Tre Spa

A happy trio: Philip Broomhead (l) and Trey Gillen pose with Pee Wee, their Pomeranian, whose tresses blend in beautifully at Tre Spa. Photo: LauriePerez.com.

Where they really are artists
by Marene Gustin

Creative hair and makeup design can often cross over into the realm of art. But in the case of Tre Spa salon, the people you’ll run into are artists in other fields as well.

“I think I look for an inner artist in all my staff,” says stylist/owner Trey Gillen. “Haphazardly we ended up hiring a lot of dancers, and we’ve also got a photographer and a model. I encourage them to keep up their art—it keeps them creative in the salon.”

Gillen himself is a graduate of The Juilliard School at New York’s Lincoln Center, made his Broadway debut in Twyla Tharp’s Movin’ Out, and recently auditioned for Theatre Under the Stars’s Best Little Whorehouse in Texas.

“But it’s hard to audition when you’re the only one there over 25,” Gillen says. “And I’m not in the best shape because I don’t take class any more.”

Clients might also recognize Tre Spa’s managing director Philip Broomhead. Or maybe not, since he now has spiky platinum hair instead of the brown locks he sported as a principal dancer with Houston Ballet for 13 years.

“Change of job, change of hair,” he says in his British accent.

Gillen and Broomhead met in 2009 when Gillen came to Houston in the road show of Chitty Chitty Bang Bang and Broomhead, who retired from dancing in 2004, was the ballet master for Houston Ballet. It wasn’t long before Gillen moved to Houston, and they’ve been a couple ever since. Gillen, who trained as a stylist in New York under celebrity stylist Garren, began work at Urban Retreat and occasionally performed in musicals at TUTS.

It was a perfect match—two artists with dance backgrounds, the reserved British Broomhead and the outgoing Gillen, complementing each other. And what works at home apparently works in business as well.

Their collaboration in Tre Spa started last year when Broomhead retired from the ballet.

“I’d been wanting to leave for a while,” he says. “I miss the people there, I really do. But being a ballet master is very hard work and it just wasn’t really me. What I do now in the ballet world [he coaches, choreographs, and judges ballet competitions] is more of what I want to do.”

What he didn’t think he wanted to do was run a beauty salon. But about the same time he decided to retire from Houston Ballet, Gillen decided he wanted to open his own salon.

“So it all just magically fell into place,” Broomhead says. “It was 10 weeks from making the decision until we opened Tre Spa.”

The salon is located in Rice Village, on Sunset Boulevard near Kirby Drive, in an old house with a cozy mix of modern Euro designs and hardwood floors. The chairs are Italian, the artwork local, the wallpaper English. It’s all a beautiful blend of contemporary and classic, including the nod to Texas culture with a mounted ceramic deer and moose heads from Z Gallerie.

Gillen and Broomhead collaborated on the interior design and Broomhead, a self-professed handyman, did a lot of the work himself. As managing director, he now handles the books. “It’s been a real learning curve,” he says. “And this wasn’t what I thought I’d be doing, but I’ve really enjoyed it.”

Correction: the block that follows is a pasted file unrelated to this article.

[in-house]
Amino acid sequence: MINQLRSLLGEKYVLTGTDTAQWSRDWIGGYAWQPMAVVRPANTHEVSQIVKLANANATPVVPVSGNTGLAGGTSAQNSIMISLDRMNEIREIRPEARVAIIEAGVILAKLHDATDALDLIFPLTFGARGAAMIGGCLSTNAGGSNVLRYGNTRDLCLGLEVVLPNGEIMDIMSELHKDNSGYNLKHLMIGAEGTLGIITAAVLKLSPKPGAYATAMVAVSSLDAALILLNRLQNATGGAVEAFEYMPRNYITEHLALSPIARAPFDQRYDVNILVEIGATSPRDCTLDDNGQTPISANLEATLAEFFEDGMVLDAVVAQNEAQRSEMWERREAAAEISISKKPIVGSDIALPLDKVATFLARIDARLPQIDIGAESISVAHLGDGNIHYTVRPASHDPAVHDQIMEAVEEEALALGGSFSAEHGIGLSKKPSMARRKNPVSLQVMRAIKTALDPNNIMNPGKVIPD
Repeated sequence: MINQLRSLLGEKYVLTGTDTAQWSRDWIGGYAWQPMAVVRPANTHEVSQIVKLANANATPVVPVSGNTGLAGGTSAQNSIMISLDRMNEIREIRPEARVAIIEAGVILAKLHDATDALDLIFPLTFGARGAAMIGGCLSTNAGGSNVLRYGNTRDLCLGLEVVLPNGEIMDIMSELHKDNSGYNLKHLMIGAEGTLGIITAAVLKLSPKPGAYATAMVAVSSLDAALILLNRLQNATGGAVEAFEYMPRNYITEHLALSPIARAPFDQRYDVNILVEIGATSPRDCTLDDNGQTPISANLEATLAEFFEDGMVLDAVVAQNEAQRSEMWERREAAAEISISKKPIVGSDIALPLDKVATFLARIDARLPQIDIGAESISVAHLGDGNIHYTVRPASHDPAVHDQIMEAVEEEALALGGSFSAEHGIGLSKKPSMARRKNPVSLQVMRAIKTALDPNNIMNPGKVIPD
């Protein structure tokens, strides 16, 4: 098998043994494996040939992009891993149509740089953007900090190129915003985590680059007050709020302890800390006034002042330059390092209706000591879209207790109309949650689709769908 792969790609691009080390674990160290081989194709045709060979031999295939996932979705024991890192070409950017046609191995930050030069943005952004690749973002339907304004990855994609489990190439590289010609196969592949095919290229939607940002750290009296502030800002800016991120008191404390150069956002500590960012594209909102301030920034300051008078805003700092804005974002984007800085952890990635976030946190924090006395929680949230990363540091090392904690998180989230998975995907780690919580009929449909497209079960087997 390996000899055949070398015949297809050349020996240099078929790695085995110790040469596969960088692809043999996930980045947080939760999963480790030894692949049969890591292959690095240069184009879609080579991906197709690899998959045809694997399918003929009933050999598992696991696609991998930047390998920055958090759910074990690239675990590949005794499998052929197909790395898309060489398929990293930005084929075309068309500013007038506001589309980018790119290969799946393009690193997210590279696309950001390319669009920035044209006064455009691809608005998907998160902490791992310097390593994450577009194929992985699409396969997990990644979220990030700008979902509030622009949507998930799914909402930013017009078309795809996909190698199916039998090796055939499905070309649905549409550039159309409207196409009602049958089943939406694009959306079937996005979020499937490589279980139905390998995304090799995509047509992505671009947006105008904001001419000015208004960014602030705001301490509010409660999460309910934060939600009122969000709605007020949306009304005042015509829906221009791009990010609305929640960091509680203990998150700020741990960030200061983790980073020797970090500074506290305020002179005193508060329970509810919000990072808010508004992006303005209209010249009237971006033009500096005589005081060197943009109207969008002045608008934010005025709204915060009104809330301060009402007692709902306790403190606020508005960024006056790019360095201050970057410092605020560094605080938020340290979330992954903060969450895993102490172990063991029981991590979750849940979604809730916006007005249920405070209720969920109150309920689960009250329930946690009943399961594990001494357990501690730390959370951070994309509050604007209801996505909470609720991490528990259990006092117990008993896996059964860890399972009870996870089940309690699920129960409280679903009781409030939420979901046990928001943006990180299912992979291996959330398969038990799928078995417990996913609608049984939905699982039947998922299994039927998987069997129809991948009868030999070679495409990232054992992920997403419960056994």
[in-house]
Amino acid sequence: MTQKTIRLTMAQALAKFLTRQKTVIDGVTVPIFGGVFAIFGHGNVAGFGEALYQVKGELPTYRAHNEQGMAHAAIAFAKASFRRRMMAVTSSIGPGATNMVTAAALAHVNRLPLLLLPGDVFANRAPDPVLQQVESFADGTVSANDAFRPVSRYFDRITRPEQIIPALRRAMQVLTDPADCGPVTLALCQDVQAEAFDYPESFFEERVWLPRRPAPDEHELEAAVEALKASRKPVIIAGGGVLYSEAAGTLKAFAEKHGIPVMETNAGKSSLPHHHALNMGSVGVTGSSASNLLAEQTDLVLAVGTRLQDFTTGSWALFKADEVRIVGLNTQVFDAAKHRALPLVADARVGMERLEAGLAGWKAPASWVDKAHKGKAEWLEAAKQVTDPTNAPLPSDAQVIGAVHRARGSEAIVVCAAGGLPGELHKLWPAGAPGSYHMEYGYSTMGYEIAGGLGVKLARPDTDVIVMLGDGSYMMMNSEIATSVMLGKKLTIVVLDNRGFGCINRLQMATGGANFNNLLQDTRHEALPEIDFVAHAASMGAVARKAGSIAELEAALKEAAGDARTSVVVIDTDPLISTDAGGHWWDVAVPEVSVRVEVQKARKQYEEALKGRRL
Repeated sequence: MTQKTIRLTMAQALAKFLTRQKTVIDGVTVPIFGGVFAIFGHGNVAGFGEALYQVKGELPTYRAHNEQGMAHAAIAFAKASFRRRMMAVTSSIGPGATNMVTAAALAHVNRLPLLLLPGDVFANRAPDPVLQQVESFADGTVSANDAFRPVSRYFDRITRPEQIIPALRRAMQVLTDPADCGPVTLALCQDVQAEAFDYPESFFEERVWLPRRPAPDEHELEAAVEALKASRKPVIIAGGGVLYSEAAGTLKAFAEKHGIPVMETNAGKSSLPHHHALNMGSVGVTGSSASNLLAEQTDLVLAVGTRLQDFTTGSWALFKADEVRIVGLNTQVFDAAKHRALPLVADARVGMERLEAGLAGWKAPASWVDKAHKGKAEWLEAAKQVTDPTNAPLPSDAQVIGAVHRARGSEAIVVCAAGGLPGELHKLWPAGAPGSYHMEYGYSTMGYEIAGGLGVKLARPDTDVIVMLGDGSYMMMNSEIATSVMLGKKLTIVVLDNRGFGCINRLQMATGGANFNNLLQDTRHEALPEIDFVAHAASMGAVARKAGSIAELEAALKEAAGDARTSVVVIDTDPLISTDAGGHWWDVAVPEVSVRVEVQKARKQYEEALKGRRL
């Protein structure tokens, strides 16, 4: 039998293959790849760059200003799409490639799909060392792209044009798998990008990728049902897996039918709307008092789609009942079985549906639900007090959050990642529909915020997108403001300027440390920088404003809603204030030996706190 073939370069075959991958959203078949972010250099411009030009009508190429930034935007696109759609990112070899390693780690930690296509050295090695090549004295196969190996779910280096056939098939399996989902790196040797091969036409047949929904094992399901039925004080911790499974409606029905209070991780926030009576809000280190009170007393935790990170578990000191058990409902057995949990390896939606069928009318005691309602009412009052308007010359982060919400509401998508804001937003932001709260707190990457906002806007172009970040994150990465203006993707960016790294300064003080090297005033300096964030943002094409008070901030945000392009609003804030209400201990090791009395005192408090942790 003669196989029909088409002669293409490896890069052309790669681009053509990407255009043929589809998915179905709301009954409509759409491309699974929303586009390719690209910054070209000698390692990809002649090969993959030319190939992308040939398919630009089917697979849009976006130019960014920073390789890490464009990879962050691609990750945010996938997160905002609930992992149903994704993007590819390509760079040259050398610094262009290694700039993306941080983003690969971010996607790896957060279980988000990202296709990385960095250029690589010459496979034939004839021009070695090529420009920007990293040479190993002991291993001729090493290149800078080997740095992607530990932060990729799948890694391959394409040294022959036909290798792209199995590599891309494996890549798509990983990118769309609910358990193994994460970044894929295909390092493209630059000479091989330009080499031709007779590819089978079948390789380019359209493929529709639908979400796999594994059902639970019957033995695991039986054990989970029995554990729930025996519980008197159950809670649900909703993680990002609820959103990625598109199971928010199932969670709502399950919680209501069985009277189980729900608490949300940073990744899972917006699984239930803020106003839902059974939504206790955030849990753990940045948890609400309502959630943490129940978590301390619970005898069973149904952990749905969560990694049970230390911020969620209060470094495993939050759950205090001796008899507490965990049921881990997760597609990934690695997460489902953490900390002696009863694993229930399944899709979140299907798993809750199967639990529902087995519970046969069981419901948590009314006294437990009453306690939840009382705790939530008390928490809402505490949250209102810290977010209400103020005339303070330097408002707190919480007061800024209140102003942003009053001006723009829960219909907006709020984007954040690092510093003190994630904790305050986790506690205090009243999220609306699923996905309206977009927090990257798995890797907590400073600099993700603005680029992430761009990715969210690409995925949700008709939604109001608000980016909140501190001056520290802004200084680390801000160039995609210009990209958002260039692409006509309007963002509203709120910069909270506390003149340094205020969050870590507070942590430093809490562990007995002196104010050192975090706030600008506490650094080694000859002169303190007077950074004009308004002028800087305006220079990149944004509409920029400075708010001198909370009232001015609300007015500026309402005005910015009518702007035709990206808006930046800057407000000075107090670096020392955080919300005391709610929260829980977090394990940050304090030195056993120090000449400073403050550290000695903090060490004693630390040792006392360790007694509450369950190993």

And if he someday does return to ballet as artistic director of a company, he says the business background will serve him well. But for now, Tre Spa is his main focus. “Having a business is like having a baby,” Gillen says. “The reason Philip and I were both so successful in our previous careers is that we both gave 100 percent.

“And that’s what we’re doing now. We’re still very connected to the art world, but we are focused on the salon. Every morning we have business meetings at home over coffee and Good Morning America. Sometimes it’s just ‘we need to weed the flower beds in front of the salon—who’s going to do that and when do we have the time?’”

The salon, which is open seven days a week, is certainly a time suck—but also a labor of love for the couple. And owning a business has the added advantage of letting them choose days off to pursue their artistic sides.

Gillen really would like to do another musical, just so his new clients can see his Broadway cred. He also likes to get out of the shop and style fashion shows and editorials; he’s done several national catalogues and magazines.

And while Broomhead has no intention of performing again, he recently returned from judging the 2012 Youth America Grand Prix, one of the largest ballet student competitions.

But as for Broomhead and styling?

He picks up the couple’s 11-year-old Pomeranian, Pee Wee, who often greets clients at the salon, and says with a grin: “I washed and brushed him. That’s about as far as my hair talents go.”

Tre Spa

2516 Sunset Blvd. •  Houston, TX 77005
713/523-7800 • trespasalon.com

Marene Gustin is a regular contributor to OutSmart magazine.



Marene Gustin

Marene Gustin has written about Texas culture, food, fashion, the arts, and Lone Star politics and crime for television, magazines, the web and newspapers nationwide, and worked in Houston politics for six years. Her freelance work has appeared in the Austin Chronicle, Austin-American Statesman, Houston Chronicle, Houston Press, Texas Monthly, Dance International, Dance Magazine, the Advocate, Prime Living, InTown magazine, OutSmart magazine and web sites CultureMap Houston and Austin, Eater Houston and Gayot.com, among others.

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